If there is one thing that can make a military service member nervous it is the thought of losing part of his or her retired pay in a divorce settlement. It doesn’t matter if one served on the front lines in Afghanistan or Iraq, or as an officer at the U.S. Air Force Academy, military personnel depend heavily on their retirement benefits as a reward for their years of sacrifice to our country. However, it is important to note that many states’ divorce laws might require the equitable distribution of all marital assets; service members included. It’s no surprise that questions about military pay are the first to come up when a service member talks to a divorce lawyer.
When marital vows break down, most military people are thinking about their immediate needs; a lawyer, separate checking accounts, a property settlement and a fair distribution of assets. Unless tax time is just around the corner, chances are that most couples aren't thinking about the impact of divorce on their taxes. But divorce may have a serious effect on how you file your tax returns, and it might be something worth discussing well in advance of April 15th.
If there’s one thing that military service members worry about, it’s the possibility of losing a sizable portion of their retired pay in a divorce settlement. Retired pay in the military is different than a 401K or pension in the civilian world and it is treated differently in a divorce situation, but you may need the help of a Colorado Springs military divorce attorney to understand it.
If there is one thing that makes a military service member nervous, it is the prospect of losing part of his or her retirement in a divorce settlement. Whether on the front lines in Iraq or Afghanistan, training soldiers at U.S. Air Force Academy or working behind the scenes elsewhere, military personnel rely on their retirement benefits as a reward for their many years of hard work. However, since Colorado military divorce laws call for the equitable distribution of marital assets, service members often worry about its impact on their retirement pay.
Whether you are still on active duty or currently in retirement, getting divorced can seriously impact how much of your military retirement benefits you will get to keep. But what many people don’t realize is that there are specific rules in place to handle military retirement in a divorce, and those rules are the same no matter which state you live in.
Each state must abide by the same formulas, set forth by the Department of Defense relating to the calculation of military retired pay in divorce, so the only wild card in these cases is the percentage of a service member’s retirement that each party will receive. There are a number of factors that go into this decision, but the most important ones are the length of the marriage, the relative income of the non-military ex-spouse and the health of the parties. Learning about how these factors will impact a court’s decision is key to keeping your fair share of military retirement in a divorce, and for this you will need an experienced military divorce attorney.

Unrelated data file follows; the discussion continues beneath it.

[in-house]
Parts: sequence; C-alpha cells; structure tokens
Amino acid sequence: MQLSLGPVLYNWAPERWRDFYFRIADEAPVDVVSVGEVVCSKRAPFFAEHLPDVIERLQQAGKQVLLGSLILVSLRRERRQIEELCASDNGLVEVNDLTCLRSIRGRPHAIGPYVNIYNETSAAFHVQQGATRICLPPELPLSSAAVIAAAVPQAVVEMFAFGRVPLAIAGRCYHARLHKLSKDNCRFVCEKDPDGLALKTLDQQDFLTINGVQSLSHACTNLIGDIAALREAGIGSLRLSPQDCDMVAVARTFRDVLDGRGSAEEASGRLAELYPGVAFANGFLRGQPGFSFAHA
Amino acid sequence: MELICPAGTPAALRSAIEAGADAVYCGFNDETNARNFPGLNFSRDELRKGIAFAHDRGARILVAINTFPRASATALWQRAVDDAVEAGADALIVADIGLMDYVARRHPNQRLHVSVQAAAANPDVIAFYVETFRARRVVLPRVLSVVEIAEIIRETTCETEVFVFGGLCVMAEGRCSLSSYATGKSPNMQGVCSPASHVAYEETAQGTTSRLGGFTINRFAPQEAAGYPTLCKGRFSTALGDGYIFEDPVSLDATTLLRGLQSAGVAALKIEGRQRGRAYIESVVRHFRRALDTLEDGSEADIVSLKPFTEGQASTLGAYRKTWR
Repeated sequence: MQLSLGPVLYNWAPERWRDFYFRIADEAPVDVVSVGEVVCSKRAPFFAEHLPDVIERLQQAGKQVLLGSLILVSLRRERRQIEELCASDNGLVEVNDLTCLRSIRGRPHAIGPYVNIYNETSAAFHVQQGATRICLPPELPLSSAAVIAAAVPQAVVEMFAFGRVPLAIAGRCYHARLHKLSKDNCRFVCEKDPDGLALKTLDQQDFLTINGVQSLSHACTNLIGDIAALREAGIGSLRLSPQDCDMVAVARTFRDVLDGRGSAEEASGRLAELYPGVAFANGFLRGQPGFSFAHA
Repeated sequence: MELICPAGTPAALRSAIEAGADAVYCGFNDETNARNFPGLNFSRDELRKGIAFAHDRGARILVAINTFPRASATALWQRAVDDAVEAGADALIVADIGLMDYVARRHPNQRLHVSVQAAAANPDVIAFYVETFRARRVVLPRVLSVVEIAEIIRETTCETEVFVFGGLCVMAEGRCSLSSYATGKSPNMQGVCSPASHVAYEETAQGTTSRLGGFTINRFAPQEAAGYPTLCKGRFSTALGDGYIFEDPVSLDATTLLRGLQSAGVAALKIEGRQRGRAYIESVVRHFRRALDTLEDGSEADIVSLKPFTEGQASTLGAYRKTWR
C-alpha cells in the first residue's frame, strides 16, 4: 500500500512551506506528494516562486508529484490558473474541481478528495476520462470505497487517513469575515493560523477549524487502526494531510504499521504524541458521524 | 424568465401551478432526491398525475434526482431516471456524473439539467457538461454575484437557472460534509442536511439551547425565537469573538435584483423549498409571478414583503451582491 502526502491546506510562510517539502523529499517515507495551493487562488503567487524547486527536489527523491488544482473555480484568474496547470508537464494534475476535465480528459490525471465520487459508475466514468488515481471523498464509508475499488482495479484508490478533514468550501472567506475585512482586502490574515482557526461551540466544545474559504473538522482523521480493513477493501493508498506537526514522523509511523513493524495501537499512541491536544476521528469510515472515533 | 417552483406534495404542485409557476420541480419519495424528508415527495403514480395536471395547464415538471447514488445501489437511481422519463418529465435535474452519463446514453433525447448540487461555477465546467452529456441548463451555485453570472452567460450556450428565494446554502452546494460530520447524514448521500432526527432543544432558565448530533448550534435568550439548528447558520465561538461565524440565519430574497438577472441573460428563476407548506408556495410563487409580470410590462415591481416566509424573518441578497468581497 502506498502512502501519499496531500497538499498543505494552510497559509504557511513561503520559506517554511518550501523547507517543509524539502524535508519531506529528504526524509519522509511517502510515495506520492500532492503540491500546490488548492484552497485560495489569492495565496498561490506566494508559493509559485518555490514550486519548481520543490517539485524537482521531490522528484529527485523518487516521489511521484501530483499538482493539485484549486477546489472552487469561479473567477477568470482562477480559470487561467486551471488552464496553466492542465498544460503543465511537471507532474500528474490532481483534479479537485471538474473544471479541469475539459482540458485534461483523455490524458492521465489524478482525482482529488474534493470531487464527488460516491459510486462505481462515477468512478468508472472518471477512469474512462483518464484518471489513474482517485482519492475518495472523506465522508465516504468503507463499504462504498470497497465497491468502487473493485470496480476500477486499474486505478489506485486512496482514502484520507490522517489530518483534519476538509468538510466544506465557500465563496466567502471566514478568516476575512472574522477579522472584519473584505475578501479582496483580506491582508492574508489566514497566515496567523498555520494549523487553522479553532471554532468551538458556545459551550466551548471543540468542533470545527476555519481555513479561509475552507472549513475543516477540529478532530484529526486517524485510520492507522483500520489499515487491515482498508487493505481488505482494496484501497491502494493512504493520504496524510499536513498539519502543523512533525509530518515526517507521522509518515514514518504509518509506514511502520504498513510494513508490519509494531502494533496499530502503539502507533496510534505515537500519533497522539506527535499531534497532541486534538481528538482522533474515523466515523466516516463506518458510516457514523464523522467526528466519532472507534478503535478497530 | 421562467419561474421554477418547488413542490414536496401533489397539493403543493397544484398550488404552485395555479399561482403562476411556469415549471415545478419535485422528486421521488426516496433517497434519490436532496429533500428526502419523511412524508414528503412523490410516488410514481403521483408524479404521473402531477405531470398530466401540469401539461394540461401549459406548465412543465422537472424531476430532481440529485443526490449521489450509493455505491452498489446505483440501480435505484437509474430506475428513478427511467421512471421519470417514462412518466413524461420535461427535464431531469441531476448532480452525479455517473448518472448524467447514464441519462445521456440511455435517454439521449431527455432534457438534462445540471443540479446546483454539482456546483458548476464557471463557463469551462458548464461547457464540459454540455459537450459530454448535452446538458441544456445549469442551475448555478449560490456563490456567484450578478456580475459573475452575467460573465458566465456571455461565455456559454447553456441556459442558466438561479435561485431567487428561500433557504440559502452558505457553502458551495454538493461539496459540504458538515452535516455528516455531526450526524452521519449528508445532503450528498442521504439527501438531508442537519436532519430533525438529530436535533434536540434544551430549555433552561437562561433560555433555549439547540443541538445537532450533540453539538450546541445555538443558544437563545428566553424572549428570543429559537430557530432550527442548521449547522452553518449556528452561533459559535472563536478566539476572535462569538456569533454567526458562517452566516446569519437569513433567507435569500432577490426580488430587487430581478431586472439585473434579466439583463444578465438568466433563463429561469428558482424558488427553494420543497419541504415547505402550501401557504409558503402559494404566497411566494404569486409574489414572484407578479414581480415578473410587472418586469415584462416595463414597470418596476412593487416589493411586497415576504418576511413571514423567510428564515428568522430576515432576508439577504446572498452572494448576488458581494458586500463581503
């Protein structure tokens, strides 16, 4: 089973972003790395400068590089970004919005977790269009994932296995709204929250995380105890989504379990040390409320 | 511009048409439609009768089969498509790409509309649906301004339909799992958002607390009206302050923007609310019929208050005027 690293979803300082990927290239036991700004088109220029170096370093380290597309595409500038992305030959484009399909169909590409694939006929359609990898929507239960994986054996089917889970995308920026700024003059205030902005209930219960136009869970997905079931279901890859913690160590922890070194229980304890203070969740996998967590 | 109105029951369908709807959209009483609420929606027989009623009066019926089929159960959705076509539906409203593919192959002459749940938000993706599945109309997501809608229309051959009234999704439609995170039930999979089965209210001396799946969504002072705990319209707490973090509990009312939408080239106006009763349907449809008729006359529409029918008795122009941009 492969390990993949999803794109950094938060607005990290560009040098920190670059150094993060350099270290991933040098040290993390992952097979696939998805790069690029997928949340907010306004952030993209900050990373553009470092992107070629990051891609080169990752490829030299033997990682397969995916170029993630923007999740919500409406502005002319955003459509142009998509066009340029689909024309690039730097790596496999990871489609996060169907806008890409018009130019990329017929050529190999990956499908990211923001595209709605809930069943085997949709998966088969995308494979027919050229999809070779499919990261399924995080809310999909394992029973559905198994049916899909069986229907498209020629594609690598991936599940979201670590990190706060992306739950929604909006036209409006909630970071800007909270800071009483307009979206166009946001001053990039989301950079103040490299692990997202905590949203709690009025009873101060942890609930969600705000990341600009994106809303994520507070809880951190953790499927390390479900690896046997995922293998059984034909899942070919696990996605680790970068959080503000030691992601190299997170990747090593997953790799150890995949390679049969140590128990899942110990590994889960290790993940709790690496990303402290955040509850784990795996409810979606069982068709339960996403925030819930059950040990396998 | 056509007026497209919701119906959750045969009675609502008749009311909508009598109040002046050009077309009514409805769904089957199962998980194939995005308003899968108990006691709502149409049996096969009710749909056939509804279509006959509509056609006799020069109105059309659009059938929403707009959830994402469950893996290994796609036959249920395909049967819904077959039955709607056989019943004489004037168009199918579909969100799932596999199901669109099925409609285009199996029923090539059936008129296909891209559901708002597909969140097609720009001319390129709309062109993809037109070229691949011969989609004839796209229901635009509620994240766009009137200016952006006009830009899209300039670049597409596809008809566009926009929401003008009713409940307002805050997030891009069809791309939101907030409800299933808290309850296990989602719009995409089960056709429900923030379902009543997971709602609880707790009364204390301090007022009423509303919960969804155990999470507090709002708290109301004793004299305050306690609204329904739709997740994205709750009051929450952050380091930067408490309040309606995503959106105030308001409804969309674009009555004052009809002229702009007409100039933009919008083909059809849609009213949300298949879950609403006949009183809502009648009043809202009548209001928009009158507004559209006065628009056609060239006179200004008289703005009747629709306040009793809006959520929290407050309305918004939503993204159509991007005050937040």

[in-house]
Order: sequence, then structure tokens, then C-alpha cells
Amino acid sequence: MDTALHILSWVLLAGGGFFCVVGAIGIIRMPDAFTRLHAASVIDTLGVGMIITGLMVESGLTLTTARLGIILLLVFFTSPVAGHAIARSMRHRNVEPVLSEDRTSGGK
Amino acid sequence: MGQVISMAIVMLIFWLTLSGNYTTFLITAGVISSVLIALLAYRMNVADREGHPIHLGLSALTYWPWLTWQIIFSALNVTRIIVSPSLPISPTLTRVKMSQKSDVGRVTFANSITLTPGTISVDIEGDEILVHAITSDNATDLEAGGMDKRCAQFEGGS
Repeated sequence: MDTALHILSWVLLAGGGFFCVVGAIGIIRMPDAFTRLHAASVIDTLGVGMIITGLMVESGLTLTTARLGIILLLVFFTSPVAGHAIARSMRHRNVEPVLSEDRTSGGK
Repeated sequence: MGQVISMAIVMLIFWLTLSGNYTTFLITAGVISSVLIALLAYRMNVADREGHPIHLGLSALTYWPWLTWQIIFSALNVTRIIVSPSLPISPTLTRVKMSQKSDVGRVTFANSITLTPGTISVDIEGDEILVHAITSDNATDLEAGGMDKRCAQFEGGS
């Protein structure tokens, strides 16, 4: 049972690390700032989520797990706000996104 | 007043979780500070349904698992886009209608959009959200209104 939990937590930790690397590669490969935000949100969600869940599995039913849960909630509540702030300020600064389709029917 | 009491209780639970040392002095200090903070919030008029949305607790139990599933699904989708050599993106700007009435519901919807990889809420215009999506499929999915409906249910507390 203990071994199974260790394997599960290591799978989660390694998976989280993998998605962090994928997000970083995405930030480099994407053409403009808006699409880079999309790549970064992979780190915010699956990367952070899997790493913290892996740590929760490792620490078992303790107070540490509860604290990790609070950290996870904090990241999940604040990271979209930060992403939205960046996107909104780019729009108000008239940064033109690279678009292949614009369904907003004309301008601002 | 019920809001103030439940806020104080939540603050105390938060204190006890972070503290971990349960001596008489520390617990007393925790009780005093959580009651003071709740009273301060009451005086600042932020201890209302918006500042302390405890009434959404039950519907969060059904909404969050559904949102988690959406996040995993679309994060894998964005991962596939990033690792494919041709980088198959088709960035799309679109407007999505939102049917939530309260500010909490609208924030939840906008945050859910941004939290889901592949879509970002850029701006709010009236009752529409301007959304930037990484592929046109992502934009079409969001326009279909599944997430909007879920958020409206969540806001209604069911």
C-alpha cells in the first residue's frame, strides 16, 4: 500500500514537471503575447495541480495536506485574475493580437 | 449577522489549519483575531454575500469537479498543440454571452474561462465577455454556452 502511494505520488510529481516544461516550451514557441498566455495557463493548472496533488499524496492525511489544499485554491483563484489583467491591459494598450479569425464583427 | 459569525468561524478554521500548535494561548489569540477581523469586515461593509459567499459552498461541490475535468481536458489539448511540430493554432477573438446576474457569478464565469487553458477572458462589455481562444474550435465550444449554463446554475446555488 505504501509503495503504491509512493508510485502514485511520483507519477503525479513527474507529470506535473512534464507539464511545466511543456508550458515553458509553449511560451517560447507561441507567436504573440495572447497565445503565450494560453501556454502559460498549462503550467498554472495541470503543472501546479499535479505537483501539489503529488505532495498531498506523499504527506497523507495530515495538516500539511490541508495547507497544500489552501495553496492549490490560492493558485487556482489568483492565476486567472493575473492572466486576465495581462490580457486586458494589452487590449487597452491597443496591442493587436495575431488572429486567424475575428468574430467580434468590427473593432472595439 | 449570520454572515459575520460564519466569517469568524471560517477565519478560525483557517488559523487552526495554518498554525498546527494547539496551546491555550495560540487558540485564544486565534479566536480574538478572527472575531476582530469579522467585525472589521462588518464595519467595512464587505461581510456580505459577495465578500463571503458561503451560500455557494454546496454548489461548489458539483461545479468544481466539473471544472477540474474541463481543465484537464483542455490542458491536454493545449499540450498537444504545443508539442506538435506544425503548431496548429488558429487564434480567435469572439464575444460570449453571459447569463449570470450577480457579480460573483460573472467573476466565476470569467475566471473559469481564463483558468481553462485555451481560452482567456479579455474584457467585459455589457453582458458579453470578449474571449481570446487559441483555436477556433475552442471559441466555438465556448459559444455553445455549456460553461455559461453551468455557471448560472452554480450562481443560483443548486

Military divorce attorneys in Colorado Springs have found that most of the litigation that takes place in their cases revolves around the division of military retirement in divorce. Already far more complicated than traditional divorce, military divorce is regulated by both state and federal court systems, so it is highly recommended that an experienced military divorce lawyer is involved from the very beginning.
After several divorce cases resulted in military retirement pay being awarded to an ex-spouse as part of a “community property” ruling, a subsequent case reached the U.S. Supreme Court. The resulting decision was that military retirement benefits were not yet covered by federal laws and could not legally be treated as joint property.
Getting a divorce is painful enough, but if you or your spouse (or both) are members of the military, it can be even more complex. If you are considering a Colorado military divorce and you or your spouse have established residence in Colorado, consider consulting with a Colorado Springs military divorce attorney.